Exchange & Outlook UPDATE, Outlook Edition, August 27, 2004


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1. Commentary
- OWA and Windows XP SP2

2. Resources
- Tip: Displaying a Profile Name in Outlook 2003

3. New and Improved
- Schedule Resources in Real Time
- Tell Us About a Hot Product and Get a T-Shirt!


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==== 1. Commentary: OWA and Windows XP SP2==== by Sue Mosher, News Editor, [email protected]

After spending some time on the phone with Microsoft Product Support Services (PSS) recently, I mentioned to the support technician that I was about to deploy Windows XP Service Pack 2 (SP2) to my network machines. The technician cautioned me to keep an eye on Outlook Web Access (OWA) performance. OWA uses pop-up windows for some of its functionality, and SP2's version of Internet Explorer (IE) includes a Pop-up Blocker.

I looked into the subject a bit more and was happy to find the Microsoft article "Description of the known issues with using Outlook Web Access on a Windows XP SP2-based computer" ( ), which details the effects of SP2 on OWA. I also learned a lot from a post at jeffdav's WebLog ( ), a blog site by Jeff Davis (a member of the Internet Explorer team at Microsoft). If your organization uses OWA on the local intranet only, you don't need to worry about the Pop-up Blocker issue. IE automatically considers sites in its Trusted Sites and Local Intranet zones to be safe and doesn't block pop-ups for those sites. But if users access OWA from over the Internet, you might need to make some adjustments.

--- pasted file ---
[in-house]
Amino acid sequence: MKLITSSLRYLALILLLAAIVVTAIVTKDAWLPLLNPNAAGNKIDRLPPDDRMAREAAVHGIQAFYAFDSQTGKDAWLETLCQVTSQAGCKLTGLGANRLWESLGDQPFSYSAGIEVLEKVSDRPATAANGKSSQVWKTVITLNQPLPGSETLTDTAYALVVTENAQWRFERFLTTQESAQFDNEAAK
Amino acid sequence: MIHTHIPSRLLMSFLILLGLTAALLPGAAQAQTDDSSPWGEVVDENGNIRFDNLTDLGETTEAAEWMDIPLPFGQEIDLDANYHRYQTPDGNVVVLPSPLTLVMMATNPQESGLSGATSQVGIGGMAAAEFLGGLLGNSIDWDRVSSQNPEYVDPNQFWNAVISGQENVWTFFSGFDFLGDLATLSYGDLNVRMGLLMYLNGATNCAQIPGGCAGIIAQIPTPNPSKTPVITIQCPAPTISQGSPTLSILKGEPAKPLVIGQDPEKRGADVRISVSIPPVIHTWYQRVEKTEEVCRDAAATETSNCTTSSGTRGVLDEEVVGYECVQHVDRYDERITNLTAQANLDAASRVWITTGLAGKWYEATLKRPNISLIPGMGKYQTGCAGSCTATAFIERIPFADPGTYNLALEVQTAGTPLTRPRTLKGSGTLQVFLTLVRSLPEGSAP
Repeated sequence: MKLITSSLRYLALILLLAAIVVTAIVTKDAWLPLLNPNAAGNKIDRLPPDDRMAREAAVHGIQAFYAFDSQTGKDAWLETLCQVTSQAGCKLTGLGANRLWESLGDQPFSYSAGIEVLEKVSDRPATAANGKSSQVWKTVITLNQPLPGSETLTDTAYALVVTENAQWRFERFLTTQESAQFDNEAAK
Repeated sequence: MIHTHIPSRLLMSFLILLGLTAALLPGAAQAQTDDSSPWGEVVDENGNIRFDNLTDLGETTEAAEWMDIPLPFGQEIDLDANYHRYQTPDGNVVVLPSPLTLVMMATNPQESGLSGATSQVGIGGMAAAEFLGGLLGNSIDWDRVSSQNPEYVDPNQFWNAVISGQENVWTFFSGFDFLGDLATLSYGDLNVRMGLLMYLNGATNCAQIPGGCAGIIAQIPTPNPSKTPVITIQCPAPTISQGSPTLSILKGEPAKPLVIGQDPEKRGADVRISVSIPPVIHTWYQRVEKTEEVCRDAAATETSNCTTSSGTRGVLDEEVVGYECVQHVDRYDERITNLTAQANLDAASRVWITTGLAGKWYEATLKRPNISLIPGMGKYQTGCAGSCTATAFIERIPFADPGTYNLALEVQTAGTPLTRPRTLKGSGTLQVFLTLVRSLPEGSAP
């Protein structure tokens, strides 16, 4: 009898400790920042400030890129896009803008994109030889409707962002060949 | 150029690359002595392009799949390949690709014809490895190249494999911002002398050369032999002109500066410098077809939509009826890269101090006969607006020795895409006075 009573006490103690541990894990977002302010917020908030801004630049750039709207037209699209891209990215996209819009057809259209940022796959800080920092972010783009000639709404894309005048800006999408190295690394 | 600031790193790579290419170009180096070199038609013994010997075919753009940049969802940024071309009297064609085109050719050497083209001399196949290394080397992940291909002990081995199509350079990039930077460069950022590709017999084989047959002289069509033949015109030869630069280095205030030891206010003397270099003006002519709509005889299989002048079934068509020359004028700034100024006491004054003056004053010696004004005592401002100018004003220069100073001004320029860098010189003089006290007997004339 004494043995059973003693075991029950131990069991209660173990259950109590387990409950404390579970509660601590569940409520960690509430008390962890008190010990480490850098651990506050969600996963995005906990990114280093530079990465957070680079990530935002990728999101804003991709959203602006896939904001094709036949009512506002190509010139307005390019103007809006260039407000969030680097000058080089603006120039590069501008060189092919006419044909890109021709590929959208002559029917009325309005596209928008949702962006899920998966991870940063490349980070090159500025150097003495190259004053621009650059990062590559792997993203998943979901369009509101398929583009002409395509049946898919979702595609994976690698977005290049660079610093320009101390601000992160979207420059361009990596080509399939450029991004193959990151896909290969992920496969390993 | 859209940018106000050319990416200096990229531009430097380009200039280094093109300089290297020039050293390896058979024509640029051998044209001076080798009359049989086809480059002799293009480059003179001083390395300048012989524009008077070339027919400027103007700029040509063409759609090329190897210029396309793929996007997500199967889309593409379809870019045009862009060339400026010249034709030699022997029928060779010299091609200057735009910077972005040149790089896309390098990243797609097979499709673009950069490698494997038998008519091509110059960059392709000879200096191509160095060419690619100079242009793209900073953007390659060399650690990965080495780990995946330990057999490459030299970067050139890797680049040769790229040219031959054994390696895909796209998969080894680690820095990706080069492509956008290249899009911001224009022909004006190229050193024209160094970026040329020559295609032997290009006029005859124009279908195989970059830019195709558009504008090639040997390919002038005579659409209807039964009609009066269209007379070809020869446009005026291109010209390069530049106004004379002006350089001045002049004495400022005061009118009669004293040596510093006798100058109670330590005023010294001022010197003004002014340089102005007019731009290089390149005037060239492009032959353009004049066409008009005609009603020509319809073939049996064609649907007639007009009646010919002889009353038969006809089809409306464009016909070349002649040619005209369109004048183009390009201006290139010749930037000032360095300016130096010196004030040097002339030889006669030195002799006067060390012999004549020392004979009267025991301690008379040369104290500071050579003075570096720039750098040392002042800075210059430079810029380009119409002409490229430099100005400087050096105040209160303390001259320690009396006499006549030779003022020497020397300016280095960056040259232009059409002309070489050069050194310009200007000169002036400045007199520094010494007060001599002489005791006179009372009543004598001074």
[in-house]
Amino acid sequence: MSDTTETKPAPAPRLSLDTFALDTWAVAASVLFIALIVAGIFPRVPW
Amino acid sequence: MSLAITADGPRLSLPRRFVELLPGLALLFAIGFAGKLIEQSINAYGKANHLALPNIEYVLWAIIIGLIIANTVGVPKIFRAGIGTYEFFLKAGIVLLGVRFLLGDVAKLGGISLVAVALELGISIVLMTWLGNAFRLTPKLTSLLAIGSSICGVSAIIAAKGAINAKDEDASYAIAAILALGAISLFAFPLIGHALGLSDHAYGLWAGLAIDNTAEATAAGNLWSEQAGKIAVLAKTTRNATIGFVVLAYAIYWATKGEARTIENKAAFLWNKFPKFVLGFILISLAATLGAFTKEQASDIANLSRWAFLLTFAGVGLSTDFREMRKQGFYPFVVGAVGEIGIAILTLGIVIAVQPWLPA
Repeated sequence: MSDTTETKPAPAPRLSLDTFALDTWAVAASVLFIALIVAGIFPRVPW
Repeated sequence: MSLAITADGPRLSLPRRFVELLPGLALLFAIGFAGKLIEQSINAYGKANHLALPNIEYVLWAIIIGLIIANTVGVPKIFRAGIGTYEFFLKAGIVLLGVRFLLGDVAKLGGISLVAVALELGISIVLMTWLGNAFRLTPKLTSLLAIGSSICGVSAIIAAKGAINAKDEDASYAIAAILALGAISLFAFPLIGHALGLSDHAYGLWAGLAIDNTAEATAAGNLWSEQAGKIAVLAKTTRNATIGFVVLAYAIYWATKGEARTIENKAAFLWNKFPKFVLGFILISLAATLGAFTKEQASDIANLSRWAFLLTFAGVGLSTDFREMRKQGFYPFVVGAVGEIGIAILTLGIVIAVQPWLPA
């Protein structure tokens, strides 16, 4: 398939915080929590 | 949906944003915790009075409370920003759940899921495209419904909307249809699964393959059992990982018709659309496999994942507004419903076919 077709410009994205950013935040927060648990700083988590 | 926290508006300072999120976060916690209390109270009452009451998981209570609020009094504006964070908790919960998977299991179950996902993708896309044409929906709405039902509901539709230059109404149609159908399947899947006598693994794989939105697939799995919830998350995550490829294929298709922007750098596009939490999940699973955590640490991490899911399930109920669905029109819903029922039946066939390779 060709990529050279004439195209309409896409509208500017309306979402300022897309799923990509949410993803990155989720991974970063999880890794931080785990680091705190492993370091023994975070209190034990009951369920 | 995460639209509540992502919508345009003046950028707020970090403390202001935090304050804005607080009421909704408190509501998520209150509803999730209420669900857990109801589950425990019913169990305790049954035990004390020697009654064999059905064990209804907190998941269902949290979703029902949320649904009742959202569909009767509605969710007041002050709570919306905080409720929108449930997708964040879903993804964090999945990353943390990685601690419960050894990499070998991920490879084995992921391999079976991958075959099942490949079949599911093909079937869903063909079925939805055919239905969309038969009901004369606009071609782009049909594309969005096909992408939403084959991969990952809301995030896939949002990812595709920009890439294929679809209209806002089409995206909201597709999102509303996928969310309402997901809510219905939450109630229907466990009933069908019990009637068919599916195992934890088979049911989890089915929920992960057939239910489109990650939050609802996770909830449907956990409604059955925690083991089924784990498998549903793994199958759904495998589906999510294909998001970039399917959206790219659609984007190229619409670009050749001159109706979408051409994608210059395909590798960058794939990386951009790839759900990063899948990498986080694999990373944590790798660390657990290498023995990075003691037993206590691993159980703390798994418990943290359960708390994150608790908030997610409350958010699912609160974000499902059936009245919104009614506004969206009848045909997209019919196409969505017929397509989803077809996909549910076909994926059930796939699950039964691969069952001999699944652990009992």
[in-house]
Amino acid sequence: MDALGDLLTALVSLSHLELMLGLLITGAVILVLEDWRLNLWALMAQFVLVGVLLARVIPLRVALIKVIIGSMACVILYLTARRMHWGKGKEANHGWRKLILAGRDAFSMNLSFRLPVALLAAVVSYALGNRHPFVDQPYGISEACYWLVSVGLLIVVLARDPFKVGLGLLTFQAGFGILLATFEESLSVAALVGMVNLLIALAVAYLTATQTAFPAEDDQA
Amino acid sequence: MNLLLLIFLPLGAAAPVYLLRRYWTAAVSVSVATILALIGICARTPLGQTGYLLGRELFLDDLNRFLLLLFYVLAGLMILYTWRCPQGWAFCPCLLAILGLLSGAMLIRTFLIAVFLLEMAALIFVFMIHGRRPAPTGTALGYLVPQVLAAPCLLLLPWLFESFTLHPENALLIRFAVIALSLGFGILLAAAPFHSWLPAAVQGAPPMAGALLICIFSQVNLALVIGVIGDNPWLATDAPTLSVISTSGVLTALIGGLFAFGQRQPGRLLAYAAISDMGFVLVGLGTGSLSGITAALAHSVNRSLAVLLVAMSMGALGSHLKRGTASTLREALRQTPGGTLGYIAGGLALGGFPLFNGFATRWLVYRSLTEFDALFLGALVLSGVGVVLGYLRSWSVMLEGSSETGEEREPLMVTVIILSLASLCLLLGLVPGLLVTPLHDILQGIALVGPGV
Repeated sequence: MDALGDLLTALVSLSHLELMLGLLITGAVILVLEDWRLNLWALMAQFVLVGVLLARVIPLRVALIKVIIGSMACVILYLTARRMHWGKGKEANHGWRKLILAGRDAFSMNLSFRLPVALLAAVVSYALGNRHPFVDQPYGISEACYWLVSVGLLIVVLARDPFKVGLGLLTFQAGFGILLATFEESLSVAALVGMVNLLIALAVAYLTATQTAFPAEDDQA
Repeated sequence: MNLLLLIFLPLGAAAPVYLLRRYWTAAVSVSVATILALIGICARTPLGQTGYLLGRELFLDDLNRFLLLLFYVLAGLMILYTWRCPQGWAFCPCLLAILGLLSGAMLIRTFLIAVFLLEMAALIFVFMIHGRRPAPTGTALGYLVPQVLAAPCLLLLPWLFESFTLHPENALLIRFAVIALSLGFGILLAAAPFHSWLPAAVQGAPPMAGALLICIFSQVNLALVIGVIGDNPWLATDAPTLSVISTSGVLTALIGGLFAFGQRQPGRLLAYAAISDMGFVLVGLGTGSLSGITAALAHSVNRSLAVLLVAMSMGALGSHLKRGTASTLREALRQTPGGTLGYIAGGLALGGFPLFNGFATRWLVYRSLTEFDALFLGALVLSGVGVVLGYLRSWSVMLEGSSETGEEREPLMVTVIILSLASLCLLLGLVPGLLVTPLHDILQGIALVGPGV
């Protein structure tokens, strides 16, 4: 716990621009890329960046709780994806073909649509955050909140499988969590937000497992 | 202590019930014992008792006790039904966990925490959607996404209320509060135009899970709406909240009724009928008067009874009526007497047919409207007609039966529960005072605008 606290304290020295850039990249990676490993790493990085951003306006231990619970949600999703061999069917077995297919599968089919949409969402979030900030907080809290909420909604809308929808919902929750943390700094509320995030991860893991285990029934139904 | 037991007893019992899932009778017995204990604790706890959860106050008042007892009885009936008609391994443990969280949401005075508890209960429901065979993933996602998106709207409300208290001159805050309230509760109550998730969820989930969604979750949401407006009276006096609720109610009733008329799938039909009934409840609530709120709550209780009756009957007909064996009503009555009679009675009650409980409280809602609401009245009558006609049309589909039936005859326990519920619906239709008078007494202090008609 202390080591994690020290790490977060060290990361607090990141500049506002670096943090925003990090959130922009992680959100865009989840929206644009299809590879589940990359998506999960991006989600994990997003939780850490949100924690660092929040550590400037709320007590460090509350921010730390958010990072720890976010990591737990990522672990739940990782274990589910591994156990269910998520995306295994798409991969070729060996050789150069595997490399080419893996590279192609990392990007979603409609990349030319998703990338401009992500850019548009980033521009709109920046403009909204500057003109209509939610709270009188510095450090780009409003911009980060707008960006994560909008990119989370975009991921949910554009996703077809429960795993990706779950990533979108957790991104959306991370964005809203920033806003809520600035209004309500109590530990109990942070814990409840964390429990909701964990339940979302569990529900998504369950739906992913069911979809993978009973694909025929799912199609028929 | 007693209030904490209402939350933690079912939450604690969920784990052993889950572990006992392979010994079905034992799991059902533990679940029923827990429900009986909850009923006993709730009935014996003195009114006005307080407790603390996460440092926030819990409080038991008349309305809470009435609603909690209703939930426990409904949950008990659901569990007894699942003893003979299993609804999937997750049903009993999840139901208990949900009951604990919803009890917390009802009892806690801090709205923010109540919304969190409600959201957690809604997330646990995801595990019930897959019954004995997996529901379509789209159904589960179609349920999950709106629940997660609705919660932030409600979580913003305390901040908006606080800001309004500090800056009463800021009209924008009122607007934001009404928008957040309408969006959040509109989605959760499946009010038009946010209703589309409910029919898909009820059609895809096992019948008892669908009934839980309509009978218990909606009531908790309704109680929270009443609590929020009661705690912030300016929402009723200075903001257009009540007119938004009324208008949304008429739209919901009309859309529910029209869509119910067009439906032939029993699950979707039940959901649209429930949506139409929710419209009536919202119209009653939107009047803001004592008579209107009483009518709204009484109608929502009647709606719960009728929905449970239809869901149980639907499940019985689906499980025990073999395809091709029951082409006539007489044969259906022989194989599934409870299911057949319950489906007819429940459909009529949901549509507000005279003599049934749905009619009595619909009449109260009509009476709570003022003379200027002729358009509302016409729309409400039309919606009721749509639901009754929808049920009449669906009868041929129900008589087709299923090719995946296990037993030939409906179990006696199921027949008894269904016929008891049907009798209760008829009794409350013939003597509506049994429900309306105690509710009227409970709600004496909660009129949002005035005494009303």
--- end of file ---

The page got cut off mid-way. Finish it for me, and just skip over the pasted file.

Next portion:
As the Microsoft article I mention above explains, the Pop-up Blocker's default filter setting of Medium blocks certain Exchange Server 2003 and Exchange 2000 Server OWA features. These features include new mail and reminder notifications, the New Folder command, the New Message button in the Find Names dialog box, and the "Send Mail to Contact" button on the Contact form. In addition, many context-menu commands (including Reply, Reply to All, Forward, Create Rule, and Move/Copy to Folder) for individual items in table views are blocked. Oddly, the Move/Copy button on the toolbar works fine. The "Open in New" context-menu command for folders is also blocked. The Microsoft article claims that the Attachments button in the Item dialog box doesn't work, but I found out otherwise. The first time I clicked this button, I received a blocked pop-up notification, but the second time I clicked it, it worked.

That's when I started looking into the information that Jeff Davis provides about the different Pop-up Blocker filter levels: High, Medium, and Low. I found that if I changed the UseTimerMethod value in the HKEY_CURRENT_USER\Software\Microsoft\Internet Explorer\New Windows registry subkey from 0 to 1, the Attachments button worked the first time. Typically, though, you won't want to change the subsettings for Pop-up Blocker filter. A better solution for OWA users who have control over their own Windows registry is to put the OWA URL in IE's Trusted Sites list or add it to the Pop-up Blocker's whitelist.